In determining that K.S.A. 84-3-302(d) applied to this case, the trial court incorrectly focused on Hernandez' partial performance (his defective work) of his job with Cactus. K.S.A. 84-3-302(d) does not cover partial performance by the payee. The Kansas Comment, 1996 to K.S.A. 84-3-302(d) makes clear that this subsection is limited to those situations where the holder in due course has partially paid the agreed upon consideration for the instrument:
"Subsection (d) clarifies the calculation of recovery where the claimant is a partial holder in due course because not all of the agreed upon consideration has been paid, and the defendant only has a defense. The holder can assert holder in due course status only to the extent of the actual performance of consideration, over the value of the agreed consideration times the face value of the instrument. Thus if the holder has paid $30 of an agreed consideration of $90 for an instrument with a face value of $100, the holder is a holder in due course to the extent of $33 (30/90 x $100). To preserve the obligor's defense, while still protecting the holder in due course, the holder's collection should be allocated against the portion of payment to which there is no defense. Thus, if the obligor had a defense to $80 of the payment above, the defense would protect payment only of $66, and the partial holder in due course would recover $33."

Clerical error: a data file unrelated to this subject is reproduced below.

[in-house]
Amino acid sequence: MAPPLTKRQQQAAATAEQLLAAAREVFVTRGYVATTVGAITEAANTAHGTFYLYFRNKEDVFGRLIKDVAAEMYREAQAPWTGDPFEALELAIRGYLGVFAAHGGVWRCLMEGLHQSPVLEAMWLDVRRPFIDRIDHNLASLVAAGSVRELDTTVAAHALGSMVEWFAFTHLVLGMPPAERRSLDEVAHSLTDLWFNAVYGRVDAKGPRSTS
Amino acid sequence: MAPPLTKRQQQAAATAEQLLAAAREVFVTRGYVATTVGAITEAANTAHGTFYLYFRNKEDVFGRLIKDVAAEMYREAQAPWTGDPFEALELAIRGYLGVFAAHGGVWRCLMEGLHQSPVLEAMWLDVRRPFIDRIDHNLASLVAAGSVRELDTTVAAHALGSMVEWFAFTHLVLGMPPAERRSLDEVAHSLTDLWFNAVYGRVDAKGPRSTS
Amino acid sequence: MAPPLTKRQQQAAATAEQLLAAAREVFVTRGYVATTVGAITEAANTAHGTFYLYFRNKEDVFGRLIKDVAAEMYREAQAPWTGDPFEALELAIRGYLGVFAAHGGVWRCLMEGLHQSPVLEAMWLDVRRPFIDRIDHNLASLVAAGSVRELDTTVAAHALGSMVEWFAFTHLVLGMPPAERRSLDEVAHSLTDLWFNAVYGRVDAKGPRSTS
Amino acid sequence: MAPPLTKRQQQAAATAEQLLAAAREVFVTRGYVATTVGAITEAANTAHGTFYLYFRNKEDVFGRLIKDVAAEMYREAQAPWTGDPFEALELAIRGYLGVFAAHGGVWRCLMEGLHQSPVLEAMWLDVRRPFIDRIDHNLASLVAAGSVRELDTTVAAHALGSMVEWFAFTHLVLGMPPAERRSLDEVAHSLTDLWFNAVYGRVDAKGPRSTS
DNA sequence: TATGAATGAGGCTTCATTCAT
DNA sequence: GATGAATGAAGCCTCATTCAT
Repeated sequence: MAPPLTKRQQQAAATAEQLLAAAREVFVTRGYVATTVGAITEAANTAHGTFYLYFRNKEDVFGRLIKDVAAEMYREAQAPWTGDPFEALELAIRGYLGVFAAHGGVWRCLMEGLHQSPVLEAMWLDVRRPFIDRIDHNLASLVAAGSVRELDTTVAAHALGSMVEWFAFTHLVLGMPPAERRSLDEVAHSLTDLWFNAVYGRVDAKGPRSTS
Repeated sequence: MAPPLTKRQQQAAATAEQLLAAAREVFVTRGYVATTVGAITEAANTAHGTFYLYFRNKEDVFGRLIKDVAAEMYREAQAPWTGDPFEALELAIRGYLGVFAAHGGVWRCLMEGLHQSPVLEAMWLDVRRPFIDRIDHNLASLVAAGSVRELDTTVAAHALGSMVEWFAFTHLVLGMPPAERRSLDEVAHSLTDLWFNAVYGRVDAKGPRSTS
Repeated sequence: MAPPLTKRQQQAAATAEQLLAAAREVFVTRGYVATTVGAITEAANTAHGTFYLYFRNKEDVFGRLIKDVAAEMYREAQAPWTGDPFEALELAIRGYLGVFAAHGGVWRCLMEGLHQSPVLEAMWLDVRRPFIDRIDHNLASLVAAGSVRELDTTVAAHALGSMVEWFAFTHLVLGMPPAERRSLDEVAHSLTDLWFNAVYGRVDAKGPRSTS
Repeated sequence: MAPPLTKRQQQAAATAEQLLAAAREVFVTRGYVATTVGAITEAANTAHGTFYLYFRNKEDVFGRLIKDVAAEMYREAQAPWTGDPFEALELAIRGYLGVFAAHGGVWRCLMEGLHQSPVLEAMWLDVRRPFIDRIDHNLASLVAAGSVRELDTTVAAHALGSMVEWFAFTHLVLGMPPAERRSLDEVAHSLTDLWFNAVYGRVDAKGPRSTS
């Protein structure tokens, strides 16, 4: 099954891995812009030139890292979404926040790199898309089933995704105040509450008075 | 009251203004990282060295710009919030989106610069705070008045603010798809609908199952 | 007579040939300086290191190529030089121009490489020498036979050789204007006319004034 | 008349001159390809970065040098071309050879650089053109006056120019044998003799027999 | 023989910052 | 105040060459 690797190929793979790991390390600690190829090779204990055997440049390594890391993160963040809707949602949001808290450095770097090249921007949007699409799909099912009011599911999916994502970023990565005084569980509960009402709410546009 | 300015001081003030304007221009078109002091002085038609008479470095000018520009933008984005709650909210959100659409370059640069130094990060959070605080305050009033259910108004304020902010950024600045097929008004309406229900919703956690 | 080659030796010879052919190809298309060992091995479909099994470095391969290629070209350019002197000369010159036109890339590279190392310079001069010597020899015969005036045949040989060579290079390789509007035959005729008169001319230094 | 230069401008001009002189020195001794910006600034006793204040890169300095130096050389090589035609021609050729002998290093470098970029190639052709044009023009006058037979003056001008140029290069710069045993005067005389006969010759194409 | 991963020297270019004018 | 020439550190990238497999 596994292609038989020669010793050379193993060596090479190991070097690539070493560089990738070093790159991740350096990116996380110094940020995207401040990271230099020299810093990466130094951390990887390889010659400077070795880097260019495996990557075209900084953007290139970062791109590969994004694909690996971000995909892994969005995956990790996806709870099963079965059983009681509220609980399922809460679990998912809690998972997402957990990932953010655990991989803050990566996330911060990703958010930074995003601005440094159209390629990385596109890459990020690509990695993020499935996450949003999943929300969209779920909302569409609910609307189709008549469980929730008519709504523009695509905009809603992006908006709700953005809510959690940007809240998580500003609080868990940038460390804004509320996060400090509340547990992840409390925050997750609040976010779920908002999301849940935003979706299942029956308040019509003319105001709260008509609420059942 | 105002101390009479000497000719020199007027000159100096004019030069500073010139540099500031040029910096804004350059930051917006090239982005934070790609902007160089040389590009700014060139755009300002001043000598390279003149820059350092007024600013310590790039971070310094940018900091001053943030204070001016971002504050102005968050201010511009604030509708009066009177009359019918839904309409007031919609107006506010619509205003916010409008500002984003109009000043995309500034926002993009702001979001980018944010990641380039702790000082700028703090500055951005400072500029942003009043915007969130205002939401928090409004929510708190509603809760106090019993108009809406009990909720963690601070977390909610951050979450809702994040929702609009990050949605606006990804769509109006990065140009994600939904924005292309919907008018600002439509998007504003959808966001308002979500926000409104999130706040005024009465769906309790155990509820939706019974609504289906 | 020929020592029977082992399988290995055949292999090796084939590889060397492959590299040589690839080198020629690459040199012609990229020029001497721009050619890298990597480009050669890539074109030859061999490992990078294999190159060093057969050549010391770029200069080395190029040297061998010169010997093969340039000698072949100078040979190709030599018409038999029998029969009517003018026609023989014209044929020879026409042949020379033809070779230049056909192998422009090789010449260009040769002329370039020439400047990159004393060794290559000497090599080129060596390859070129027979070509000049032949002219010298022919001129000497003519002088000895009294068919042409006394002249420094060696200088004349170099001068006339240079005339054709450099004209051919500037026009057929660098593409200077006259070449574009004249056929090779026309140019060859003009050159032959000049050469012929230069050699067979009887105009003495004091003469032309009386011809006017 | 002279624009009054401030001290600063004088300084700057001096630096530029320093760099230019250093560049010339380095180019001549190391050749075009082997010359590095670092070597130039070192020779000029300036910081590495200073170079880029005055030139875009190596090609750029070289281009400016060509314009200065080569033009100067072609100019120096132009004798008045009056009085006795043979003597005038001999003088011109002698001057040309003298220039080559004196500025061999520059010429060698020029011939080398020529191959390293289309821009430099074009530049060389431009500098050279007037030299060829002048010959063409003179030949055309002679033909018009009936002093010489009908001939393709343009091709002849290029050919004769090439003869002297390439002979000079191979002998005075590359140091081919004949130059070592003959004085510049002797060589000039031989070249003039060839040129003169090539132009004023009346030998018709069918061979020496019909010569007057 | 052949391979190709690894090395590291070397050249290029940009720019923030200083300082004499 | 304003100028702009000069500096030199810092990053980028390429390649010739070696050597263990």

Here, because Hurst paid Hernandez the entire amount of the agreed upon consideration for the check, K.S.A. 84-3-302(d) does not apply. The issue of the quality of the work that Hernandez performed for Cactus does not affect Hurst's rights as a holder in due course. When Hurst discovered that Cactus had placed a stop payment order on the check, it had already paid Hernandez the full consideration for the check. As a result, Hurst was a holder for value in the full amount of the check. Because Hurst had paid all of the agreed upon consideration to Hernandez, it was entitled to recover the full amount of the check ($4,768.47) from Cactus. Accordingly, we reverse the trial court's judgment and remand the case to the trial court with instructions to enter a judgment against Crawford and Cactus and in favor of Hurst for $4,768.47.
Reversed and remanded.